June | 2019 | White Bird Clinic

Garth Brooks Rock Medicine Fundraiser

White Bird Clinic’s event medicine program will provide medical and crisis intervention services for the Garth Brooks concert at Autzen

StadiumWhite Bird Clinic’s Event Medicine Program, Rock Medicine, will be providing Medical and Crisis Intervention services for the Garth Brooks Stadium Tour when he performs at Autzen Stadium in Eugene on Saturday, June 29th. We will bring 60 professional volunteers providing our unique model of Compassionate Care to a record-breaking sold-out crowd of 64,000 happy patrons.

Rock Medicine is a fundraising effort for White Bird Clinic so the services we provide at the event are provided by contract with the promoter and the funds we earn help support the amazing services White Bird provides all year long in Eugene & Springfield.

It’s a true labor of love and the work provides a great spirit of camaraderie among our volunteers!

If you have a background in Mental Health, Social Service, or Medical field and think you might like to volunteer with Rock Medicine at our next event, write to rockmed@whitebirdclinic.org for more information.

Support Us

This summer, Rock Medicine is launching a campaign to raise money for White Bird to open a new walk-in medical clinic for individuals who are low-income and/or homeless and uninsured. The clinic, below the existing primary care clinic, will provide an alternative for patients experiencing an acute issue who lack health insurance, diverting a great number of emergency room visits. Help us by making a donation or joining our fundraising team – click the image below for details!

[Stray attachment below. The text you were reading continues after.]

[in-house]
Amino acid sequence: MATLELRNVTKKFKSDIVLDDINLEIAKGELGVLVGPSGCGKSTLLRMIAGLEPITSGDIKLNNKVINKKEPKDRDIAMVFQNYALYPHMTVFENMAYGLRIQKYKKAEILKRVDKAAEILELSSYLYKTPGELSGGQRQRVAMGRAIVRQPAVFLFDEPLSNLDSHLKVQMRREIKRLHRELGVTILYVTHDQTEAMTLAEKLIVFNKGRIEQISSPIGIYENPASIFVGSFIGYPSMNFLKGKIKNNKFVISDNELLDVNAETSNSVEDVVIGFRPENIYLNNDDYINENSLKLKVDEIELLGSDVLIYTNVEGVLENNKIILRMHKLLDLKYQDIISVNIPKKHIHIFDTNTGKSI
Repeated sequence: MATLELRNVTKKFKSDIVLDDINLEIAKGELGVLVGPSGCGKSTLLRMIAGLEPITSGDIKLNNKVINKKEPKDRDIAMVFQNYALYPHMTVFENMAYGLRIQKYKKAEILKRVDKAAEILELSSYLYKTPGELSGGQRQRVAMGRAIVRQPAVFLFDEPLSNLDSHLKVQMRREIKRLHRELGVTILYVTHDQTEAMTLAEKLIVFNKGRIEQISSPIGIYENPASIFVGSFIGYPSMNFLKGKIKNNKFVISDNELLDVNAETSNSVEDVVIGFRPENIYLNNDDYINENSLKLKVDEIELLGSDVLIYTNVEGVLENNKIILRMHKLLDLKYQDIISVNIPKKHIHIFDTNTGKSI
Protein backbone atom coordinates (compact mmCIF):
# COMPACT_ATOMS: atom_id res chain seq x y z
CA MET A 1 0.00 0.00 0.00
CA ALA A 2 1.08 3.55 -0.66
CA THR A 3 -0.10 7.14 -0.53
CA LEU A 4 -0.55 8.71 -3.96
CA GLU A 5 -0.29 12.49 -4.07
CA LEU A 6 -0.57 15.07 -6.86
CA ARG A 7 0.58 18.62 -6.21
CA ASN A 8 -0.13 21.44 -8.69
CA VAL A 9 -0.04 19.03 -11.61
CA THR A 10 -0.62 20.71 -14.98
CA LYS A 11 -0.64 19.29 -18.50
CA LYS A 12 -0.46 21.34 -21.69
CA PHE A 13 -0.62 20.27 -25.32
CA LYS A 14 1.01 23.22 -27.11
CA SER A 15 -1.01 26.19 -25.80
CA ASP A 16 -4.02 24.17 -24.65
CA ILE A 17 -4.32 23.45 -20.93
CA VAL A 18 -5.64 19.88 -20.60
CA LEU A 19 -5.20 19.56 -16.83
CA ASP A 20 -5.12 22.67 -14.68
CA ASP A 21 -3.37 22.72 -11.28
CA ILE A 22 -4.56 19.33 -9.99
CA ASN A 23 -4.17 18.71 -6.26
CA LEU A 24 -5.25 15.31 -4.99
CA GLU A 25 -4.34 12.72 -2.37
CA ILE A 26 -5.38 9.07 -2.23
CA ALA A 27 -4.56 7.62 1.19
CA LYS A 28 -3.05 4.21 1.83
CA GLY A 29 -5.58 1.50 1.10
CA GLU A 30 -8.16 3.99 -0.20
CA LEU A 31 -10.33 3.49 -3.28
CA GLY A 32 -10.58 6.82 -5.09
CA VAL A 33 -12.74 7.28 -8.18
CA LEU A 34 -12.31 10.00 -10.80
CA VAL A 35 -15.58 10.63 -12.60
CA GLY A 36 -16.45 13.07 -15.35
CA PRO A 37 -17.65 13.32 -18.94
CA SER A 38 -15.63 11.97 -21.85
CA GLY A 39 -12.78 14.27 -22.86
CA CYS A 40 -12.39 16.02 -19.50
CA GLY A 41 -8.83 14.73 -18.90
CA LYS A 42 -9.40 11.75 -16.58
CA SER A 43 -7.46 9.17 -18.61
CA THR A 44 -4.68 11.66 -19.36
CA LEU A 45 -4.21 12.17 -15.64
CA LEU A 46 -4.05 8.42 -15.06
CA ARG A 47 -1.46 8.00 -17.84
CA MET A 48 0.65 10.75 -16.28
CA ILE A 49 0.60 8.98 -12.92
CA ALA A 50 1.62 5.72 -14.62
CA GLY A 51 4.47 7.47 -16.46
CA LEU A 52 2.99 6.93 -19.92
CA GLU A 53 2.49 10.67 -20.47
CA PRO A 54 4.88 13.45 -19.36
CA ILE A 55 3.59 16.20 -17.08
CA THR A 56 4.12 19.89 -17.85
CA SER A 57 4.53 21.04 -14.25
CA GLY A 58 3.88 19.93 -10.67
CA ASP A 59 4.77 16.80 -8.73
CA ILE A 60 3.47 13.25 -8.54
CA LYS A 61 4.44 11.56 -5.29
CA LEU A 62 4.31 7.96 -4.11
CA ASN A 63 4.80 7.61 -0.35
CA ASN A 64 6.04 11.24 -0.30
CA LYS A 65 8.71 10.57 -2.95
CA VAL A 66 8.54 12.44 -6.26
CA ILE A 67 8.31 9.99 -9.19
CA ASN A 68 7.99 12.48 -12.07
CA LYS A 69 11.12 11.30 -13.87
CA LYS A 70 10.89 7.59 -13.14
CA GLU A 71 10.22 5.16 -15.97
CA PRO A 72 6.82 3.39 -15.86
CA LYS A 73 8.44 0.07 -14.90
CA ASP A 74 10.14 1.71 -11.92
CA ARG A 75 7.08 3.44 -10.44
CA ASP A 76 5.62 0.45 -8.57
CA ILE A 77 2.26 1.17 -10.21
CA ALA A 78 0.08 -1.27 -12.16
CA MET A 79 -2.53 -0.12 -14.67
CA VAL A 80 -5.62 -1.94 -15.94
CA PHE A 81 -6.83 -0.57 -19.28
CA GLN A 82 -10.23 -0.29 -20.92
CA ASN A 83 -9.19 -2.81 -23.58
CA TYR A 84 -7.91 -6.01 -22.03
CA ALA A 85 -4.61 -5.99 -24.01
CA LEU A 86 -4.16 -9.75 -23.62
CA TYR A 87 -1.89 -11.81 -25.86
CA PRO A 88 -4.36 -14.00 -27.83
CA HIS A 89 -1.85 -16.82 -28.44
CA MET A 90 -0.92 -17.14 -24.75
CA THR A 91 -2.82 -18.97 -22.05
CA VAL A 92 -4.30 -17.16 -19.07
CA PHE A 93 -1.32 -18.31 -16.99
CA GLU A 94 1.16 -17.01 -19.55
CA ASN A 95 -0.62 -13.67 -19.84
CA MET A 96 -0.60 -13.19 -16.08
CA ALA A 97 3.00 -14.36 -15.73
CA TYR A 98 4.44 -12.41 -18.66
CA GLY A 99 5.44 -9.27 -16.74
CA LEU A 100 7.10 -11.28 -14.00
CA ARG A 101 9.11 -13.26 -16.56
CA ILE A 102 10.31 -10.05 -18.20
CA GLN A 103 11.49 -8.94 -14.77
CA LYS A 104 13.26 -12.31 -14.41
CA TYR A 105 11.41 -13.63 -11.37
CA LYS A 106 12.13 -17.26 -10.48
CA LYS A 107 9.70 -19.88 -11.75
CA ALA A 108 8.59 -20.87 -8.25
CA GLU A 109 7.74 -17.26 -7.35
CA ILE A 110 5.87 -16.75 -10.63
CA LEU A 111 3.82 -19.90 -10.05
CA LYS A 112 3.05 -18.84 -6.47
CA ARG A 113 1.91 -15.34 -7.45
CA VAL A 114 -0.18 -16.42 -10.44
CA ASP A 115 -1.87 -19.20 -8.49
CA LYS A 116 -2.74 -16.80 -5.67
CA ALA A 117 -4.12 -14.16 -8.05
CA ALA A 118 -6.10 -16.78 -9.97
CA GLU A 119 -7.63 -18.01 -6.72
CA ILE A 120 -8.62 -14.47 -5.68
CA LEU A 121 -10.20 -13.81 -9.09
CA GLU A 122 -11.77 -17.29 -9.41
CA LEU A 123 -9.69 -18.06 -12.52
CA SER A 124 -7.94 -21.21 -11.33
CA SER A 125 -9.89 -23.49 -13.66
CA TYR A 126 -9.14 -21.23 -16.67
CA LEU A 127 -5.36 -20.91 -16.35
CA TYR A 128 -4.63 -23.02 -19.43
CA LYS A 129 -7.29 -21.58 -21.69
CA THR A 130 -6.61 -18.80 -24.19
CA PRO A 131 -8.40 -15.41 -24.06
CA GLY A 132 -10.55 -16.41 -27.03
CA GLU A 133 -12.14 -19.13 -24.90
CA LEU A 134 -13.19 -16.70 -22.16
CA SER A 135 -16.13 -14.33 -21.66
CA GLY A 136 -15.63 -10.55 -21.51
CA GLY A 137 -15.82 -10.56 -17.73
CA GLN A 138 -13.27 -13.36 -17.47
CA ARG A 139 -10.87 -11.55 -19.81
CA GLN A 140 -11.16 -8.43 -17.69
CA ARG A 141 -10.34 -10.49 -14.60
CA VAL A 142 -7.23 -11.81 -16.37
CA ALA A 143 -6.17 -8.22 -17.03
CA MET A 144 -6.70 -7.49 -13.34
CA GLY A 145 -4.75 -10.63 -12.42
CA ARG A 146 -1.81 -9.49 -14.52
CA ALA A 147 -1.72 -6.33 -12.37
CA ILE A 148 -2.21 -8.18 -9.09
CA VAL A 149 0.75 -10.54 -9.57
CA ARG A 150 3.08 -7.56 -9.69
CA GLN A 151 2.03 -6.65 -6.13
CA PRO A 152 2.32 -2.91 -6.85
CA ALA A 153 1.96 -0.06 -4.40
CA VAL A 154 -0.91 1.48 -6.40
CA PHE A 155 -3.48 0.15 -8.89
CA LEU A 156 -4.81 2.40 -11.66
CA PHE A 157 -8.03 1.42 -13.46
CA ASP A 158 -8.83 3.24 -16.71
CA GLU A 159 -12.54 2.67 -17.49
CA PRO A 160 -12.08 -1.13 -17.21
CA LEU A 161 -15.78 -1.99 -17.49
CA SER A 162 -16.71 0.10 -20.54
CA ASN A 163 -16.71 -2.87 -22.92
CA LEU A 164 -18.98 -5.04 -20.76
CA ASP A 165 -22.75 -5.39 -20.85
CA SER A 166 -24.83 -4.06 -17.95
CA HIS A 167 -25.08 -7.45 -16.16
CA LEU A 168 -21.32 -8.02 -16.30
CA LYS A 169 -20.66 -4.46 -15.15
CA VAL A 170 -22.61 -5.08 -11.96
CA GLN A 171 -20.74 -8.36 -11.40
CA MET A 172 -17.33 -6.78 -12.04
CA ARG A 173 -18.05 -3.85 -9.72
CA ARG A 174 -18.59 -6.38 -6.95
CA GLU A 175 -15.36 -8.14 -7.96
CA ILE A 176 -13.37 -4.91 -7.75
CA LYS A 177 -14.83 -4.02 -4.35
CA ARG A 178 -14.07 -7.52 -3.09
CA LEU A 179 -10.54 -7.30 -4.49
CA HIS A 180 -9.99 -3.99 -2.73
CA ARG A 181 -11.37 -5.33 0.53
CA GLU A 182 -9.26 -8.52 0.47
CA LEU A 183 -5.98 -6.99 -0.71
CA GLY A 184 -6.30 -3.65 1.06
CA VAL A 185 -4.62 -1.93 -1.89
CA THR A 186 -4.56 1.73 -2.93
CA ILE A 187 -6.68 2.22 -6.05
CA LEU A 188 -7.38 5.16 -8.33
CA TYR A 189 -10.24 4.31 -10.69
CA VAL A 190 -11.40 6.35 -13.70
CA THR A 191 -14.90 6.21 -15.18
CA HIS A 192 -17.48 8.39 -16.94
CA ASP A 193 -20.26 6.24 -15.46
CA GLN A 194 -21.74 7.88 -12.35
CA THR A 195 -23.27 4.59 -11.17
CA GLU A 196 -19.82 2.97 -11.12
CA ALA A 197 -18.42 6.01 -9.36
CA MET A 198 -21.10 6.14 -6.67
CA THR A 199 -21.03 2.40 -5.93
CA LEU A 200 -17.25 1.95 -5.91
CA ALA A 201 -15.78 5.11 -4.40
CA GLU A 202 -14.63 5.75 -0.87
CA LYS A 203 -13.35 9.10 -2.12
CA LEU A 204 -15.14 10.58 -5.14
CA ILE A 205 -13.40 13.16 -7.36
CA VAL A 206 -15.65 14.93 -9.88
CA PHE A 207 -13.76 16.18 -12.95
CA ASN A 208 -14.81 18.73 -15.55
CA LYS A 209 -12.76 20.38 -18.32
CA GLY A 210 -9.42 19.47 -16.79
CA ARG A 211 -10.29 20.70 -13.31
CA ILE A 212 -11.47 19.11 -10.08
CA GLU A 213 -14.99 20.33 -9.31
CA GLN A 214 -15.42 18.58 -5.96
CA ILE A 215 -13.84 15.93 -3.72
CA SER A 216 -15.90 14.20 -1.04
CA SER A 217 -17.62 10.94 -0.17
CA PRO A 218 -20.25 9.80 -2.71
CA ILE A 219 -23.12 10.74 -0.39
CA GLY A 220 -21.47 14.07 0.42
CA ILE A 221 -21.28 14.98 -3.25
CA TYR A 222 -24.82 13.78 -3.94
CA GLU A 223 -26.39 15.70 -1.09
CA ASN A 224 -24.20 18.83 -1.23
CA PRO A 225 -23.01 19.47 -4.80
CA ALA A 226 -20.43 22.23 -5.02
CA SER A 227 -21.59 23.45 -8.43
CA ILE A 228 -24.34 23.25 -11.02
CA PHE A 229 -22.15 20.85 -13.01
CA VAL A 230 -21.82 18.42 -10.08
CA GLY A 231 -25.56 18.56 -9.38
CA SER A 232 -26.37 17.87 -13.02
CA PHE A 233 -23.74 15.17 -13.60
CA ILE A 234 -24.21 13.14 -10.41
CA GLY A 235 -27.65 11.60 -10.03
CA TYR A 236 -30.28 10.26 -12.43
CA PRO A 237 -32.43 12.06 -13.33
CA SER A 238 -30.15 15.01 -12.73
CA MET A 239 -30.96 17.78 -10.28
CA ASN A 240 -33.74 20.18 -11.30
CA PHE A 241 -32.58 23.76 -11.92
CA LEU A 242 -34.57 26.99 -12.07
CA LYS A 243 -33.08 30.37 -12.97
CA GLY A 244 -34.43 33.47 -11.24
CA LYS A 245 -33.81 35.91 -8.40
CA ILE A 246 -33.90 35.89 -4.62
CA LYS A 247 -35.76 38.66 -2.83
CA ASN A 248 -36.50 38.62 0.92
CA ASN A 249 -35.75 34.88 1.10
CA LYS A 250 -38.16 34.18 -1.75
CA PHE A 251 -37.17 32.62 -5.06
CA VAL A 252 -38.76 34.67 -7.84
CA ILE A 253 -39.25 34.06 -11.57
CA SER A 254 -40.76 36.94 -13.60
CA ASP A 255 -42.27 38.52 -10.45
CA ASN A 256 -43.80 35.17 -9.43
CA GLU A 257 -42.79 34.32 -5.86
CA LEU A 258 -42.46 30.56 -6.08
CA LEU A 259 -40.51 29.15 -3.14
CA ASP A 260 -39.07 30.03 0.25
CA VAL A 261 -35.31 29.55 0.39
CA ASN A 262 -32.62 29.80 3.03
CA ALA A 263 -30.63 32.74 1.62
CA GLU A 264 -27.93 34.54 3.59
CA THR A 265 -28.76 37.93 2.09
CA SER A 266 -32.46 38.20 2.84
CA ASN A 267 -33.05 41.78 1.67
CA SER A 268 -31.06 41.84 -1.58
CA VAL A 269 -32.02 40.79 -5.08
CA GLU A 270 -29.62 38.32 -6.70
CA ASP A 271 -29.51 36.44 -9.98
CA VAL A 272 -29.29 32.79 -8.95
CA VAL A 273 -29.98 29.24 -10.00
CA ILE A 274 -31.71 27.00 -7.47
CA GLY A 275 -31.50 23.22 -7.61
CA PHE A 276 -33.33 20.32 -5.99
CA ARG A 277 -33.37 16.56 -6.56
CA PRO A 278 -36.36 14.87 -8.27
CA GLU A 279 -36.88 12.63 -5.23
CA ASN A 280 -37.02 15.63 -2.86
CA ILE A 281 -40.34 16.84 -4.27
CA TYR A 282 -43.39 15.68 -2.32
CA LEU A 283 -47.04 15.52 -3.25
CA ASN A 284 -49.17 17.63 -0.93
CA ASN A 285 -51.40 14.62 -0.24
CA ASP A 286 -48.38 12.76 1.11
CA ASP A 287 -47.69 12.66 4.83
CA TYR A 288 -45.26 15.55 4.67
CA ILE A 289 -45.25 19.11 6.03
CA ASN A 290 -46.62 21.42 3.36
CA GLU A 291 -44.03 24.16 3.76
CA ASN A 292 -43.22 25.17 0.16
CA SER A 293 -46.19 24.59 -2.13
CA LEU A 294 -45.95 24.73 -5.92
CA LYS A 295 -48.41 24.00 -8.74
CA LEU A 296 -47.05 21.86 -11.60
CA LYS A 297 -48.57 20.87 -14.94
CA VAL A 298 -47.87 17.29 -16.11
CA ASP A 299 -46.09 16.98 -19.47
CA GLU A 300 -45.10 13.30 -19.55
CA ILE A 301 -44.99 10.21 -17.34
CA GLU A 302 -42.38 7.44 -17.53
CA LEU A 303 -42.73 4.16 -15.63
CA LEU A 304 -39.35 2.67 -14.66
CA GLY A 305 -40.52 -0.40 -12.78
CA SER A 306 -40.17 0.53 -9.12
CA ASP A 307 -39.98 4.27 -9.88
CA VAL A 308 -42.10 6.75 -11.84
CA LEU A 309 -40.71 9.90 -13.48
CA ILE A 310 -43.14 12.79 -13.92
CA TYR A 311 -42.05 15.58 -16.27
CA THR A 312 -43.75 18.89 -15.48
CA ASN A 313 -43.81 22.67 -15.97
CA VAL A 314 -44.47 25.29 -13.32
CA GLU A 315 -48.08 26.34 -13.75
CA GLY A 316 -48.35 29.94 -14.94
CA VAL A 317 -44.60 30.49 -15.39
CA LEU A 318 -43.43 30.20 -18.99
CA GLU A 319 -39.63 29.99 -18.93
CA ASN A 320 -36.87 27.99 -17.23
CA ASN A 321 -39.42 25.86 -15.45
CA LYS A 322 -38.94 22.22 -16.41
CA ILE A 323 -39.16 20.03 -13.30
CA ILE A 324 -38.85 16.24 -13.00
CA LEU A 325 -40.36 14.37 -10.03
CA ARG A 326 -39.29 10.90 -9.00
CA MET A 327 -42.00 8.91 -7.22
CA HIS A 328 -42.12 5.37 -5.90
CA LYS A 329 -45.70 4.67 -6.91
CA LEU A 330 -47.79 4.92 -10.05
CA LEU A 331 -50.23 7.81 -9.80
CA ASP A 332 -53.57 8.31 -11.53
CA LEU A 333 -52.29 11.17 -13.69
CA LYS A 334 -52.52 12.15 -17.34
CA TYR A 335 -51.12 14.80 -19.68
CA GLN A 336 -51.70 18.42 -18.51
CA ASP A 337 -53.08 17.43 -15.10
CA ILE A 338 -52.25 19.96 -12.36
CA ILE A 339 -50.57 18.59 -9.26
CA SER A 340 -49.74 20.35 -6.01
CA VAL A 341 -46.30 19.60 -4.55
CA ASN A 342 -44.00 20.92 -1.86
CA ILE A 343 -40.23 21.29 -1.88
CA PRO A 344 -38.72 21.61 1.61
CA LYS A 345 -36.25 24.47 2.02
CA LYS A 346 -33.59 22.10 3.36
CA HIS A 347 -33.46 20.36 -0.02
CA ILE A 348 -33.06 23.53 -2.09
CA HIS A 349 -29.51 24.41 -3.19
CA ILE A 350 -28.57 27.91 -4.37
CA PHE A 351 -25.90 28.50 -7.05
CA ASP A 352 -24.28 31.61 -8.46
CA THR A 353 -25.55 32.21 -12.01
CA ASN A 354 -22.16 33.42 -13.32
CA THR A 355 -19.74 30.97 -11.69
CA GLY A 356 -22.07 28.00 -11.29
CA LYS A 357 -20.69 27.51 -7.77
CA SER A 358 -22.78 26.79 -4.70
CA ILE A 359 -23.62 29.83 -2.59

tim in california

Mental Health First Responders Visit Oakland

White Bird Clinic’s CAHOOTS program is meeting with stakeholders to share an innovative model for mobile crisis intervention that would otherwise be handled by public safety or emergency medical response.

OAKLAND, CA – White Bird Clinic of Eugene, OR has developed an innovative public/private partnership delivering crisis and community health first response effectively and at significant cost savings. For thirty years, CAHOOTS (Crisis Assistance Helping Out On The Streets) has been providing mobile crisis intervention 24/7, dispatched through the EMS non-emergency system. This week, members of CAHOOTS are in Oakland to meet with the Mayor, the Coalition for Police Accountability, and other community stakeholders to discuss implementing the innovative model locally.

Each CAHOOTS team consists of a medic (a nurse or an EMT) with a crisis worker who has substantial training and experience in the mental health field. The team provides behavioral health first response/responders, immediate stabilization in case of urgent medical need or psychological crisis, assessment, information, referral, advocacy and, when warranted, transportation to the next step in treatment.